Quantum Superposition and Non-Contradiction

Well, I started this thinking I was very smart, with a new question, a hole in quantum theory hitherto unasked.

This was: Does quantum theory violate the philosophical principle of non-contradiction?
Ingenious I thought. But then this question has apparently been asked and answered numerous times before, as https://www.toughquestionsanswered.org/2012/01/04/does-quantum-mechanics-invalidate-the-law-of-non-contradiction-part-2/ demonstrates.

My thought was that a particle, according to quantum mechanics, can be in the state of quantum superposition both being and not being in the same time and the same respect according to some quantum property such as spin or charge. Apparently, this violates the philosophical principle of non-contradiction, something I admit I haven't fully studied yet in college, only briefly touching it in senior high-school theology, Seton Press's Following Christ in the World. 

As a philosophical principle the law of non contradiction is simple:
In classical logic, the law of non-contradiction (LNC) (also known as the law of contradictionprinciple of non-contradiction (PNC), or the principle of contradiction) states that contradictory statements cannot both be true in the same sense at the same time, e.g. the two propositions "A is B" and "A is not B" are mutually exclusive.
This theorem is assumed as part of basic logic, and is apparently always correct. Otherwise, someone could be in a state of death (X is dead - Statement 1) and not-death (X is not dead - Statement 2).
Obviously from common experience this cannot happen, X cannot be dying and not dying at the same time, but an interpretation of quantum theory in some circumstances has proposed an apparent contradiction as a thought experiential: Schrödinger's Cat.
Schrodingers cat.svg
Schrödinger's cat: a cat, a flask of poison, and a radioactive source are placed in a sealed box. If an internal monitor (e.g. Geiger counter) detects radioactivity (i.e. a single atom decaying), the flask is shattered, releasing the poison, which kills the cat. The Copenhagen interpretation of quantum mechanics implies that after a while, the cat is simultaneously alive and dead. Yet, when one looks in the box, one sees the cat either alive or dead not both alive and dead. This poses the question of when exactly quantum superposition ends and reality collapses into one possibility or the other.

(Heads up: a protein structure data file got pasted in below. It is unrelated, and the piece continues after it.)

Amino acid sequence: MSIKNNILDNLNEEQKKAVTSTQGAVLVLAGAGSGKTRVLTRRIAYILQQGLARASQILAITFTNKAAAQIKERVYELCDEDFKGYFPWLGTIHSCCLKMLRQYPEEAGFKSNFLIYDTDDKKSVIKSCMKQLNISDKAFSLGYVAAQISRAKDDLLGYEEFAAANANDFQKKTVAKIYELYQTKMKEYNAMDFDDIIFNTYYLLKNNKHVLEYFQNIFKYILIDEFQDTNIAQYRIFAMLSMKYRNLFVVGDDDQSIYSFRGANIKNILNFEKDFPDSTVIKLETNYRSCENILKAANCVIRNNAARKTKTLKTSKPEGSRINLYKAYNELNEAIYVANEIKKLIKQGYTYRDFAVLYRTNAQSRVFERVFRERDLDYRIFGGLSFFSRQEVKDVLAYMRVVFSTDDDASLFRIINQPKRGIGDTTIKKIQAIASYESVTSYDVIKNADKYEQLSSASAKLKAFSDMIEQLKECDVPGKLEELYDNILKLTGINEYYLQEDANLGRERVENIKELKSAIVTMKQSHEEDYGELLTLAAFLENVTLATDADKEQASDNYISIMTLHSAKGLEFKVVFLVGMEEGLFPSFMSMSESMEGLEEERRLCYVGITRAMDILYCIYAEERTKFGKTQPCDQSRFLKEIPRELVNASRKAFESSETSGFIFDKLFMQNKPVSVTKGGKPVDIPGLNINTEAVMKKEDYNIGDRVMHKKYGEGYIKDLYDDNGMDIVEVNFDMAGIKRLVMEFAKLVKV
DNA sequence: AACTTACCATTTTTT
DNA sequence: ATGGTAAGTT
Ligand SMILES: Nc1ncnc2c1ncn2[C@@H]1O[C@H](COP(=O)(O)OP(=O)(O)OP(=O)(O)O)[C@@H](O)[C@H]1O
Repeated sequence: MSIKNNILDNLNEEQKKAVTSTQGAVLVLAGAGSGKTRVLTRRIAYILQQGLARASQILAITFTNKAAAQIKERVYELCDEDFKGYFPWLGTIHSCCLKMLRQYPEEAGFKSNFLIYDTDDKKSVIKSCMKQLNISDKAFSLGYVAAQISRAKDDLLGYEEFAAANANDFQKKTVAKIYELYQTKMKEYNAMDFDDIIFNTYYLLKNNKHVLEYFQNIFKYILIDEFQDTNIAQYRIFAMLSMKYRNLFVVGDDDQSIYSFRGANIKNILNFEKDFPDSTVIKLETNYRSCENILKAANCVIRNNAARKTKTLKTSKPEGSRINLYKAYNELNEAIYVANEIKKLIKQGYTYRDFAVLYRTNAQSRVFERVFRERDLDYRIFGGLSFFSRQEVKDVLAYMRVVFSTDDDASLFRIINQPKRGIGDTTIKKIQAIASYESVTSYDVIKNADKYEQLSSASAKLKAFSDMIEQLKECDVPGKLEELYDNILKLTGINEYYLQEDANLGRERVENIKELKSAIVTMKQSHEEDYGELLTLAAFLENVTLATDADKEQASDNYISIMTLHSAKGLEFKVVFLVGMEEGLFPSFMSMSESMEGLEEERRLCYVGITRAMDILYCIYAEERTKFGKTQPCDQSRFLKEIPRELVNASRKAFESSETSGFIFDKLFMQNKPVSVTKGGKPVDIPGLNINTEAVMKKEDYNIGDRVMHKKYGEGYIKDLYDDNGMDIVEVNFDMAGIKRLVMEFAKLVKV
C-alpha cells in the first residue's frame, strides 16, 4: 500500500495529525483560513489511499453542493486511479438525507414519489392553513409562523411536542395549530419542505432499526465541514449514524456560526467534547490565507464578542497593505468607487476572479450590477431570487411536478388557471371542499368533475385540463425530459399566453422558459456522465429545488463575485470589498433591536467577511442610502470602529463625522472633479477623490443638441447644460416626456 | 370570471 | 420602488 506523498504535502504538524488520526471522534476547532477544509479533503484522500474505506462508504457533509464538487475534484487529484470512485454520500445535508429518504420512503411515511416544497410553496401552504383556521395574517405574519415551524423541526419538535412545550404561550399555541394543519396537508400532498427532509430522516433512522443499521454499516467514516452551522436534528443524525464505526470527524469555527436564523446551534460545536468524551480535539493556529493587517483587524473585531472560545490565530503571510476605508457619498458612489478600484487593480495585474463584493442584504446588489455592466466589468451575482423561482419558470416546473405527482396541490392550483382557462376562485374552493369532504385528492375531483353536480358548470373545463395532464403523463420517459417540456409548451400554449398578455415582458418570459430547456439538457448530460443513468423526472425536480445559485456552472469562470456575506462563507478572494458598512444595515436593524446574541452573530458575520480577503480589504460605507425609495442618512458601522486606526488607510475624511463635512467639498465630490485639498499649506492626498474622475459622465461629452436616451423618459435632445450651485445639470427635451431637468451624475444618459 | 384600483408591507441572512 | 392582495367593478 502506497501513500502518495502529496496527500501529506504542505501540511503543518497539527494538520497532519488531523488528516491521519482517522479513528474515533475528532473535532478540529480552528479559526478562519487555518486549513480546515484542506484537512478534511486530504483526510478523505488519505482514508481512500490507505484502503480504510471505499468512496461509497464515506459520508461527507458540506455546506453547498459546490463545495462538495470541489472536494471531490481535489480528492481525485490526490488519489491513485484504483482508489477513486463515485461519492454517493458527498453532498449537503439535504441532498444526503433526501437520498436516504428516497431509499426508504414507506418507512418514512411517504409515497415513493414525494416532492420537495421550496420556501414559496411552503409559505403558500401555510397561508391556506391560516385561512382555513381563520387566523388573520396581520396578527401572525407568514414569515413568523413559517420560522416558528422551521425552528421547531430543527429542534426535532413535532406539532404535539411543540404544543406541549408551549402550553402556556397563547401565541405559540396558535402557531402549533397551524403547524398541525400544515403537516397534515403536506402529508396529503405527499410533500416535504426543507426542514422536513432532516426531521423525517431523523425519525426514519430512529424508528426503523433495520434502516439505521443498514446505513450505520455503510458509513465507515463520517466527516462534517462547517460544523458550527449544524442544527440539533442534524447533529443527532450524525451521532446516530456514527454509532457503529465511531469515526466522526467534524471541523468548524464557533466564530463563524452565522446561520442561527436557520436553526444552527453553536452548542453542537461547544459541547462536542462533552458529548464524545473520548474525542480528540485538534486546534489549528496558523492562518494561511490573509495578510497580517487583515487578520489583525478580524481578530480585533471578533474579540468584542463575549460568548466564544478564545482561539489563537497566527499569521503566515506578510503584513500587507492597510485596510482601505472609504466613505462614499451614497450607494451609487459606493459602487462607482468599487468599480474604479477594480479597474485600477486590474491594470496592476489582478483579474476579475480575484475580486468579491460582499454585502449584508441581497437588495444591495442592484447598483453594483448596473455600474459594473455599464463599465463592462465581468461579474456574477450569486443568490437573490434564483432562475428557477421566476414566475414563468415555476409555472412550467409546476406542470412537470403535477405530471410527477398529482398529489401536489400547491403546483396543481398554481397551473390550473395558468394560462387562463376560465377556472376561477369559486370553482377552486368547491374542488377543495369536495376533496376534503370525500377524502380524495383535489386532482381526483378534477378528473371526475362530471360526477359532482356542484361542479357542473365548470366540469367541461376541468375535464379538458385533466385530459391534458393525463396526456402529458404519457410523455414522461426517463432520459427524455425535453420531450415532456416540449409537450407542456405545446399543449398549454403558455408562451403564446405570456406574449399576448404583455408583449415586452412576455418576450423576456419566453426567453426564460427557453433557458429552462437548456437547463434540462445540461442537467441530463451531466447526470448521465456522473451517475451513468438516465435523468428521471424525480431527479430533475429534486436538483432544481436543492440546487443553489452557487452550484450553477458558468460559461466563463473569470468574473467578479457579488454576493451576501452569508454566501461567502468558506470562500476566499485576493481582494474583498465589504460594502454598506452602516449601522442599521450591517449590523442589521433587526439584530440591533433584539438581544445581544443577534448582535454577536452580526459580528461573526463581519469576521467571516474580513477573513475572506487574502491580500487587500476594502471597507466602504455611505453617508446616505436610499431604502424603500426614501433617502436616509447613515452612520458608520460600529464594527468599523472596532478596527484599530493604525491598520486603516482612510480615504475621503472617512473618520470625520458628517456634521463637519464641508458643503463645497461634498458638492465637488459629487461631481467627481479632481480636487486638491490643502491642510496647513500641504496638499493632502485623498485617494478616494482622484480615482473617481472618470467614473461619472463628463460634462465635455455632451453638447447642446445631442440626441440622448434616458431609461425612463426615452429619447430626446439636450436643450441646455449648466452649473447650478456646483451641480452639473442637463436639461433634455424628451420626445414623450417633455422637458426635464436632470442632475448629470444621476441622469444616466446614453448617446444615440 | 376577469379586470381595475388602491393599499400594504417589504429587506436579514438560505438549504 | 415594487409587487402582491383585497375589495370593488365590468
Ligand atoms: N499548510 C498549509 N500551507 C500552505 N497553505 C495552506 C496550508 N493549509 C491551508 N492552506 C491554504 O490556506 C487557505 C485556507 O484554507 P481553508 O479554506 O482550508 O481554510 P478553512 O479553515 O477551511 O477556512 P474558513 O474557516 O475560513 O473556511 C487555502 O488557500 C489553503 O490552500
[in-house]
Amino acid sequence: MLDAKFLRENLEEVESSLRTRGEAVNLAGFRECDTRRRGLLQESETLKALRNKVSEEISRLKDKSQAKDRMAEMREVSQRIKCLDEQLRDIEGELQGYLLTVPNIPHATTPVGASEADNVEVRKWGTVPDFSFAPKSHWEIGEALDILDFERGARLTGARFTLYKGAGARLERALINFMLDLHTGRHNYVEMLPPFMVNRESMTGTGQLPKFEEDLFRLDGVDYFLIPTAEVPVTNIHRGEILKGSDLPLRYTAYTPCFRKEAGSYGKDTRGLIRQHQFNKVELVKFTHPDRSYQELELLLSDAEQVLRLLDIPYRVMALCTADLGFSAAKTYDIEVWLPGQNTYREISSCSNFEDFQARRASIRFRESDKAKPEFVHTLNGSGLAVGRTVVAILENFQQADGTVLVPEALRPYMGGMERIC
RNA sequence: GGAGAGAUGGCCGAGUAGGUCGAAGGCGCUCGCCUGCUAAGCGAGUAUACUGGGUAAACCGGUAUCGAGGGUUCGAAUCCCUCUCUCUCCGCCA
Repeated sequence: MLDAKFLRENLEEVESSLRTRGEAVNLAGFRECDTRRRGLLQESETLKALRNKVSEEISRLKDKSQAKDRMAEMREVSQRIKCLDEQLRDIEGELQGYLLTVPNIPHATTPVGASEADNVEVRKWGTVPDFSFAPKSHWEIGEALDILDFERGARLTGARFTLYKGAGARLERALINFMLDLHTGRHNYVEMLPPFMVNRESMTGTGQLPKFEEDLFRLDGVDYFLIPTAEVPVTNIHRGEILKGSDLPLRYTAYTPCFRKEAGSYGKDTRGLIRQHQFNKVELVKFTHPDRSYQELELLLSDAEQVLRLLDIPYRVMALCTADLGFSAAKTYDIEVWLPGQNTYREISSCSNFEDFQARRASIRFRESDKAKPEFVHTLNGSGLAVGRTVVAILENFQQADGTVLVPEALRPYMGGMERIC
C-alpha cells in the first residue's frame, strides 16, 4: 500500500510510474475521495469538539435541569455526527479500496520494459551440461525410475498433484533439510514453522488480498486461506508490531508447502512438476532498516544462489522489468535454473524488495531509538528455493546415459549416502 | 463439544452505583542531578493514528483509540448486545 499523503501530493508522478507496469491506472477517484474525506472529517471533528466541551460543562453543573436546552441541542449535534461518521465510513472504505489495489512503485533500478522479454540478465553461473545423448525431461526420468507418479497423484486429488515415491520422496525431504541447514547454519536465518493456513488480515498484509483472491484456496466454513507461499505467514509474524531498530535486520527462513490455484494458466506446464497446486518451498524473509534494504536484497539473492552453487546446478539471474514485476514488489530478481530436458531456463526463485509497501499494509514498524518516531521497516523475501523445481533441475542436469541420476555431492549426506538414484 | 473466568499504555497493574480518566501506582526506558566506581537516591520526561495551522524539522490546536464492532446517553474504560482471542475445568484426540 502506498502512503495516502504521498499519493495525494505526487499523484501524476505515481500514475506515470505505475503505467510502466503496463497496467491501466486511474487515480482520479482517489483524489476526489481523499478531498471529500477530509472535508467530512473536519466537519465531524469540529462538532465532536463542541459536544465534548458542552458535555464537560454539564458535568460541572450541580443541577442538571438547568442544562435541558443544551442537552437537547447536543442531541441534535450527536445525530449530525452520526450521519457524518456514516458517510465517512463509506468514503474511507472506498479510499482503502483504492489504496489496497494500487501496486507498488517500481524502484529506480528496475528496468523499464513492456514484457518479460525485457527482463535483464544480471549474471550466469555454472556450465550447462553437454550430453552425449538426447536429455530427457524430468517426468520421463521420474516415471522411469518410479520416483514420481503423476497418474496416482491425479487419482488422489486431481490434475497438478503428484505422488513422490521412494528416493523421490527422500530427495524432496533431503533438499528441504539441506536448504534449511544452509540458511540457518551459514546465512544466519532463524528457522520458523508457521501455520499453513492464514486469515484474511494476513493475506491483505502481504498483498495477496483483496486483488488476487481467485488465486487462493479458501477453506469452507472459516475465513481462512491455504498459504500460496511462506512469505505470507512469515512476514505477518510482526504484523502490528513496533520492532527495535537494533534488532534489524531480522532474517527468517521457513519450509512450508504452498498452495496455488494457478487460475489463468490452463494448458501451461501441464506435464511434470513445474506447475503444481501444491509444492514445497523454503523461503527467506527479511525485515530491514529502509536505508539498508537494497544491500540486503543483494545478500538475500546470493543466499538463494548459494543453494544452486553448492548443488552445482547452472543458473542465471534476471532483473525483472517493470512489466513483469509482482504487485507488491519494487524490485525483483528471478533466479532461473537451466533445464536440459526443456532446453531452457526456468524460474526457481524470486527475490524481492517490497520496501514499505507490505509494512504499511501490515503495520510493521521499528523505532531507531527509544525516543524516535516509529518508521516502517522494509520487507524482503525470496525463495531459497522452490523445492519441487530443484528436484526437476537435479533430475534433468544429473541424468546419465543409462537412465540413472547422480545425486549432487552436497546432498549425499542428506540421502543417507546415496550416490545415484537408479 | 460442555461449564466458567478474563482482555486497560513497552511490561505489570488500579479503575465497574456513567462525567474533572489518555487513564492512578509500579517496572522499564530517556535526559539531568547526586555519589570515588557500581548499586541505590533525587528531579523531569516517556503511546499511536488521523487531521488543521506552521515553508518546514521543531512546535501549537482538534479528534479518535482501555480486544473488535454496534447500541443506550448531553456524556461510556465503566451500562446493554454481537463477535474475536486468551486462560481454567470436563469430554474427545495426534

So is the cat alive or dead? Is it both alive and dead at the same time?

I, for one, know too little too give a definitive answer. Quantum superposition can not be observed directly, but can supposedly be indirectly detected.
Aaron O’Connell and colleagues at the University of California, Santa Barbara, did not actually produce a cat that was dead and alive at the same time, as Erwin Schrödinger proposed in a notorious thought experiment 75 years ago. But they did show that a tiny resonating strip of metal – only 60 micrometres long, but big enough to be seen without a microscope – can both oscillate and not oscillate at the same time. Alas, you couldn’t actually see the effect happening, because that very act of observation would take it out of superposition.
According to this article then, an object can both oscillate and not-oscillate at the same time. Although contraries in the philosophical sense are not always defined the same as "everyday" contraries (see Aristotle's Categories #6, which I am just starting to struggle through) this seems like an object in a state of being, oscillation, and not-being, an apparent contradiction of the principle of non-contradiction.

Quantum theory well models what is observed about the subatomic world, and yet, so does the principle of non-contradiction in describing everyday experience. One must be correct, but this assumes the principle of non-contradiction. It can only be shown that there is a contradiction, if the principle of non-contradiction is assumed in comparing the two statements (the principle of non-contradiction and quantum theory).

Can these two be reconciled?
Again, I thought I had come up with a new and unique question/problem, its been long pondered already, as here.

Its a hard thing to ponder, and while I do not fully understand and agree with everything on the article, I still think there is something logically wrong with quantum theory in some sense, there is a potential solution to the contradiction between quantum theory and philosophy.

In philosophy something (not really a thing but...let's just say a property in either the accidental, difference, or property sense) can exist as potential and not in substance.

The guess given by the above article is that the property in a particle of quantum theory that is superpositioned is not both being and not being at once, but has the only the potential to be such, as superposition cannot be directly observed.

Does this seem to work to resolve the conflict? I don't know, I find it a bit above my head so to speak; my knowledge of philosophy and physics is very basic. The act of pondering a complex topic, struggling with it violently, is a great way to stretch oneself, to strive for the truth and eventually, hopefully, reach it. My idea was already answered, but as with any deep topic, it must be answered (understood) for each person. While not seemingly important to everyday life, the seeming contradiction between philosophy and quantum theory is only one among many similar, deep, and far-reaching topics that one can ask, and I personally want to ask. Thanks for reading, and I hope to evaluate (likely not solving, however) similar questions in the future.